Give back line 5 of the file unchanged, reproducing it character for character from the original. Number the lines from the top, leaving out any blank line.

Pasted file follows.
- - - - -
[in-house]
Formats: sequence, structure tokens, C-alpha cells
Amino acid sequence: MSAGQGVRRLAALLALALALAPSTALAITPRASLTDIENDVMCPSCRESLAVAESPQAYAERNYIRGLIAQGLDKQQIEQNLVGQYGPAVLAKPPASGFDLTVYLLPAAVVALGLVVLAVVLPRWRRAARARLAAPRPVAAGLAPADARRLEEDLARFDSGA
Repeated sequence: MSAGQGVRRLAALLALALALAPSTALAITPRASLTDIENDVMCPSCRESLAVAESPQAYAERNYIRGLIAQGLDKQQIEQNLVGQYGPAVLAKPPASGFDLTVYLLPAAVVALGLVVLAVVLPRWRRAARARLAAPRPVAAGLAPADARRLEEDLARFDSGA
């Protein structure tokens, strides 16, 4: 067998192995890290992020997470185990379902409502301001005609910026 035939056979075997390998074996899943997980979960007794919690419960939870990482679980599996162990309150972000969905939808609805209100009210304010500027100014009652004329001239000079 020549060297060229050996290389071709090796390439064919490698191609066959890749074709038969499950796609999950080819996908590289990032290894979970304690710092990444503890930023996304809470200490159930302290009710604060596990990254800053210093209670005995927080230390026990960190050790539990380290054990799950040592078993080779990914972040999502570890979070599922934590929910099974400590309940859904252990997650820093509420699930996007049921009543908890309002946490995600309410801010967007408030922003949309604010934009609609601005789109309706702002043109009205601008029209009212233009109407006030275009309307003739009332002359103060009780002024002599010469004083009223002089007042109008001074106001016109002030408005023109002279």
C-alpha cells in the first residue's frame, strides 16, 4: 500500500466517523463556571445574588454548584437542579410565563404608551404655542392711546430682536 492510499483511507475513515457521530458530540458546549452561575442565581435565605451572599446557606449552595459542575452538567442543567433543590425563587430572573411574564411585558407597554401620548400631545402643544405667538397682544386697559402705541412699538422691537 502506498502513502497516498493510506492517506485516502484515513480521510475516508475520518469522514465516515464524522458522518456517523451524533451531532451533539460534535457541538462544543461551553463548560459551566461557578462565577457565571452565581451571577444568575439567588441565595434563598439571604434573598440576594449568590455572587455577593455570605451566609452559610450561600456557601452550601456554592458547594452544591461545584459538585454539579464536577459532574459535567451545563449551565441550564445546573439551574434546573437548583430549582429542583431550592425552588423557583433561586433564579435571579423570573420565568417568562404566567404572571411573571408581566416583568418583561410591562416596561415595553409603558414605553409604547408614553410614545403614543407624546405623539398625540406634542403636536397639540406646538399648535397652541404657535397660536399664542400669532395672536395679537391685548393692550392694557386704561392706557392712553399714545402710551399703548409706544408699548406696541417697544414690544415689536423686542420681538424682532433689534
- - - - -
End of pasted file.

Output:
């Protein structure tokens, strides 16, 4: 067998192995890290992020997470185990379902409502301001005609910026 035939056979075997390998074996899943997980979960007794919690419960939870990482679980599996162990309150972000969905939808609805209100009210304010500027100014009652004329001239000079 020549060297060229050996290389071709090796390439064919490698191609066959890749074709038969499950796609999950080819996908590289990032290894979970304690710092990444503890930023996304809470200490159930302290009710604060596990990254800053210093209670005995927080230390026990960190050790539990380290054990799950040592078993080779990914972040999502570890979070599922934590929910099974400590309940859904252990997650820093509420699930996007049921009543908890309002946490995600309410801010967007408030922003949309604010934009609609601005789109309706702002043109009205601008029209009212233009109407006030275009309307003739009332002359103060009780002024002599010469004083009223002089007042109008001074106001016109002030408005023109002279």